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This article was published in U.S. 1 Newspaper on November 24,
1999. All rights reserved.
For Newcomers to the ‘Net The Money Is Still Flowing
by Melinda Sherwood
The parade of .com businesses may be thinning out, but
investor cash flow is not. The investment community is still looking
around for entrepreneurs with new ideas and, more importantly, new
technologies, says Michael Morell, CEO of Make Us An Offer Inc.
(http://www.makeusanoffer.com) at 684 Whitehead Road. "Just
up a site and saying I’m selling beach balls or whatever is not what’s
going to attract additional capital because most spots are crowded
online," he says. "I think you need to have good technology
and good people to implement that technology to really make a splash
in E-commerce these days."
Make Us An Offer, an online haggling site that sells everything from
technology to clothing, is a relative newcomer to the world of
It went live earlier this year — long after the big category
in the online auction market, like e-Bay and Priceline, were live.
Nonetheless, the company closed $750,000 in the first round of
drawing in angels like Michael Cooper, former CEO of Opinion
Research, and John Ason, a private investor, and is getting
ready to wrap up it’s second round — shooting for $3 to $5
But "Chester" — Make Us An Offer’s smart-mouthed mascot,
an animation that uses artificial intelligence to guide people through
the online bidding process — won the attention of the investment
community. More specifically, the technology behind Chester. Morell,
who holds a BS in economics from Harvard, Class of 1995, built it
himself when his wife, Kathy (Harvard, Class of ’94), decided
that she wanted to open her own business. "We’re basically the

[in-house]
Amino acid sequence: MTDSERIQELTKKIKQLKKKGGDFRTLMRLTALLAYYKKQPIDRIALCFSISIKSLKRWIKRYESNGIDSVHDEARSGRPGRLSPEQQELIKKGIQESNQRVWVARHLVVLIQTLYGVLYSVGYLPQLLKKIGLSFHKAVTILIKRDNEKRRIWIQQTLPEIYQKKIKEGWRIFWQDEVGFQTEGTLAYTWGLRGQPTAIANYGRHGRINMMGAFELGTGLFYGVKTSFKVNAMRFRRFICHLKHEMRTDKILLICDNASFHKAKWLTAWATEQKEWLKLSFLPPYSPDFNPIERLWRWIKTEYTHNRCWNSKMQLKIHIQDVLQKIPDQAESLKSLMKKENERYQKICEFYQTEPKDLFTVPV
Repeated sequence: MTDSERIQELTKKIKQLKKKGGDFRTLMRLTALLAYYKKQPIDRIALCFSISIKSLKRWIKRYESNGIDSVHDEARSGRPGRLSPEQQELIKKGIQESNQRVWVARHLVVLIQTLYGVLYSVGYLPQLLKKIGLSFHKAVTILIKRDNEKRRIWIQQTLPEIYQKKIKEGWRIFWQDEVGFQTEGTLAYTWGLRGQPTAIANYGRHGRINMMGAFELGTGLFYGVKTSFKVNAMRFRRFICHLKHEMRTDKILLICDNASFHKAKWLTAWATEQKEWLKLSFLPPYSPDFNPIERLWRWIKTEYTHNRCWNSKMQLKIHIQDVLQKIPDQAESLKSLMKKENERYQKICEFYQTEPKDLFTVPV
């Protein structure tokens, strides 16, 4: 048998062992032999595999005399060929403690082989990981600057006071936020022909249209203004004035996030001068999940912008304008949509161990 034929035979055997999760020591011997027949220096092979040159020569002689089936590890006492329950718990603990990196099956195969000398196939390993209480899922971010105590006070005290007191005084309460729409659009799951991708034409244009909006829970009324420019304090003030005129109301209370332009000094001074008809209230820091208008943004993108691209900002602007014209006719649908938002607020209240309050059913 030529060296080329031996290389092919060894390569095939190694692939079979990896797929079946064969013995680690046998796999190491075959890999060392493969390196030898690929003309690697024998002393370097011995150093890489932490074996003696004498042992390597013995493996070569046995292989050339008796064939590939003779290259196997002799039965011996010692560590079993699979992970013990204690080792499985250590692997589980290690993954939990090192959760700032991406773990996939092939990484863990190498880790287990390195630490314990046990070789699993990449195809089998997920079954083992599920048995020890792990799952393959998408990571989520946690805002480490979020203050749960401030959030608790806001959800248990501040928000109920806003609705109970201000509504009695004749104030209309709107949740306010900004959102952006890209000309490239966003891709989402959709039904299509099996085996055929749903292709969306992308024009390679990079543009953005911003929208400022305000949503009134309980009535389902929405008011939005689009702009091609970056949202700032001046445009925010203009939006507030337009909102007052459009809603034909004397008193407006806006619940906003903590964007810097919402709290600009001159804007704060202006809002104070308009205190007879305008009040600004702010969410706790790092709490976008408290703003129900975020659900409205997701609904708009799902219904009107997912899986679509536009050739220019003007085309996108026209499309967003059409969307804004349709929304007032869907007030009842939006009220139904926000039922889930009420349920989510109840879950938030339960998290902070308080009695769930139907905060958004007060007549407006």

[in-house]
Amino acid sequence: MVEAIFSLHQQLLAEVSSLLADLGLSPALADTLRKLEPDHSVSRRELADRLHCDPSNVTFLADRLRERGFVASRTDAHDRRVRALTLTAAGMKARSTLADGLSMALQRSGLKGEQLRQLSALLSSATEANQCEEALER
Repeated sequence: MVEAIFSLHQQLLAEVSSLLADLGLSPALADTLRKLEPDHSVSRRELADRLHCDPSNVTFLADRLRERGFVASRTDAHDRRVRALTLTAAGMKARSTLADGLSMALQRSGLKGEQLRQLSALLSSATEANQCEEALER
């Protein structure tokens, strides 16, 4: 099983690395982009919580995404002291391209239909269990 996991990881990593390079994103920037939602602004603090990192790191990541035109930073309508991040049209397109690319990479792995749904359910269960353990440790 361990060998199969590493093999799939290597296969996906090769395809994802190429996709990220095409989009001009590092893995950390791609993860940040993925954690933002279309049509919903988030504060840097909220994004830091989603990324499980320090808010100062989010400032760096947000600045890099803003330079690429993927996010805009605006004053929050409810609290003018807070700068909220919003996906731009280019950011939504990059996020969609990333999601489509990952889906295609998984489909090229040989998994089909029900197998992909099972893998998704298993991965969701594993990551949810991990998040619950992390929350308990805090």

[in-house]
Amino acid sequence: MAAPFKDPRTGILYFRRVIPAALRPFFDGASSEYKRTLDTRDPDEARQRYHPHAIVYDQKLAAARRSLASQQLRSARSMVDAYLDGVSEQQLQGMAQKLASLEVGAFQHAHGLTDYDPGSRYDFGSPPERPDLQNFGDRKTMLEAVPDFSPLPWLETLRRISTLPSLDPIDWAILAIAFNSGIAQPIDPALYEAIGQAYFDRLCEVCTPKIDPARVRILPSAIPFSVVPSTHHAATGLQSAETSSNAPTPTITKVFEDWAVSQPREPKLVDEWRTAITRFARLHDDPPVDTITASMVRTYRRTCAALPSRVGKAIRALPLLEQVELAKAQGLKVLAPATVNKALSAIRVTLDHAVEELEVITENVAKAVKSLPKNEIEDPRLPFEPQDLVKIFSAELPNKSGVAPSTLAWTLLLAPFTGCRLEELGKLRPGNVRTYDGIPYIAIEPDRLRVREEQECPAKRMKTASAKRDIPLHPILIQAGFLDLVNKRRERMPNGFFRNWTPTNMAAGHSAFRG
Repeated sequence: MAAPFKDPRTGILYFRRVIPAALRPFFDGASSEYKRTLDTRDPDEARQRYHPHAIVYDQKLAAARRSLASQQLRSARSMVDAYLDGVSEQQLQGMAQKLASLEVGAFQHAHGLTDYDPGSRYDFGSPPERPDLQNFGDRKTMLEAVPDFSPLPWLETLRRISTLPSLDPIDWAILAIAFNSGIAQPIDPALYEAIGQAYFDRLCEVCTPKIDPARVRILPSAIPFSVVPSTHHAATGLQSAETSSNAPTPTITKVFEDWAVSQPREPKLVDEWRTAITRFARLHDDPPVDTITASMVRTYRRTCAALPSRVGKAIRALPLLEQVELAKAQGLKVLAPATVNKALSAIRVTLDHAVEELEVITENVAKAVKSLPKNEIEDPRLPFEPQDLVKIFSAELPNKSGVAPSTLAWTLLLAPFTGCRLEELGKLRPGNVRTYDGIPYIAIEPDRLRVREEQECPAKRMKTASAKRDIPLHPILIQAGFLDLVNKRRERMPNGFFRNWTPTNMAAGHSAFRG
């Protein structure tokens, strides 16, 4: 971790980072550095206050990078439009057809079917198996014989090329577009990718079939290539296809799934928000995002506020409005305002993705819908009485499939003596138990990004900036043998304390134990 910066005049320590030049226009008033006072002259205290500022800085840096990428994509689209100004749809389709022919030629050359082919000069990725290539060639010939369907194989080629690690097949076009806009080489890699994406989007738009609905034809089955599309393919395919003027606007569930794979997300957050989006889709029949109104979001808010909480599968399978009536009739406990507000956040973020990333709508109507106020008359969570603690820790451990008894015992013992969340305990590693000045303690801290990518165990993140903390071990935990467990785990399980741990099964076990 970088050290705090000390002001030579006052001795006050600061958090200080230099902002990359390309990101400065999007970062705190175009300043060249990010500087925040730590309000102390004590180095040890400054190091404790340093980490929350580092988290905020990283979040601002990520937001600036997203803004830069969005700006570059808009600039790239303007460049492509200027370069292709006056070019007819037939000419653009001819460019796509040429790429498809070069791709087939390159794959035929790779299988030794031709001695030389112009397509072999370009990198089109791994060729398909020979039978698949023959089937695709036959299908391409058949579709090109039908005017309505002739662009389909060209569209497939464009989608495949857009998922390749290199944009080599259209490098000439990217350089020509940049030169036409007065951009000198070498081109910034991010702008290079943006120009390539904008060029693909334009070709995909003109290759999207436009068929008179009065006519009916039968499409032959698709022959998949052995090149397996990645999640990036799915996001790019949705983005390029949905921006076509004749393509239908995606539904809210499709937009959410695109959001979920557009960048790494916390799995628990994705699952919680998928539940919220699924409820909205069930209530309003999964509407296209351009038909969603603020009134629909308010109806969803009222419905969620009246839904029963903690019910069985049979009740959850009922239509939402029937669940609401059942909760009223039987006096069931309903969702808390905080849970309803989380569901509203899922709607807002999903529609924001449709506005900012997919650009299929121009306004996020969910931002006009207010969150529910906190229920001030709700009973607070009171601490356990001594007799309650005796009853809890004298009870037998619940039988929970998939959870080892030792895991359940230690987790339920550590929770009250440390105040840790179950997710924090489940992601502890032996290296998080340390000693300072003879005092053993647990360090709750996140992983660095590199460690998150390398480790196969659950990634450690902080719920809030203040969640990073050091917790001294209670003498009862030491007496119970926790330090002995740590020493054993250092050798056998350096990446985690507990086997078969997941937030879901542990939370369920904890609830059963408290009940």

haggling technology expert," says Morell. "I think that was
the most important."
The Morells join Ason and Mike Goldman of the Goldman Toy Group
and John Feldman of Xlibris to talk more about finding angels
at the New Jersey Entrepreneurial Network meeting on Wednesday,
1, at the Princeton Forrestal at noon. Call 609-279-0010. Cost: $45.
Before there was Chester, explains Kathy Morell, president of Make
Us an Offer, the site used forms to submit bids, but consumers did
not respond as well. "A lot of people were trying to offer more
bids and it was obvious people want more interactivity, but we had
to package it so that it would be more interesting," she says.
Using the offline bidding process as a model, they came up with the
idea of Chester. Michael, who had some experience in C programming,
left his job as vice president of Banker’s Trust in New York to work
on the online version full time.
Chester uses artificial intelligence to understand whether a bid is
reasonable or not, and makes wisecracks where appropriate. "If
the merchandise is $50, and someone offers $2, he’ll come back and
say come on, make me a serious bid," says Kathy. "But if it’s
a reasonable bid his tone get’s more serious."
On the backend, Chester is nothing more than a database that knows
what the lowest acceptable price for an item is, based on costs and
overhead, and what consumer buying habits are. He keeps a record of
each customer’s bids so when they log on again, he can point them
to products they might like. In some cases, says Kathy Morell, he
might even settle a bid beneath the break-even price to reward
for their service. "There are people who’ve given us really great
reviews and say they love Chester," she says.
"The success of E-Bay and Priceline has attracted a whole market
for people who like to bargain online," says Michael, "but
what makes Chester different from anything else out there is there’s
no waiting time. Chester comes right back and says `how about
The key is to have an idea that’s significantly different from what
anyone else is doing, says Michael, who even has such companies as
France TeleCom investing in his company. "There’s still plenty
of good ideas out there to be launched — I still have a few of
them every morning," he says. "In the context of the overall
E-commerce revolution, we’re still early."
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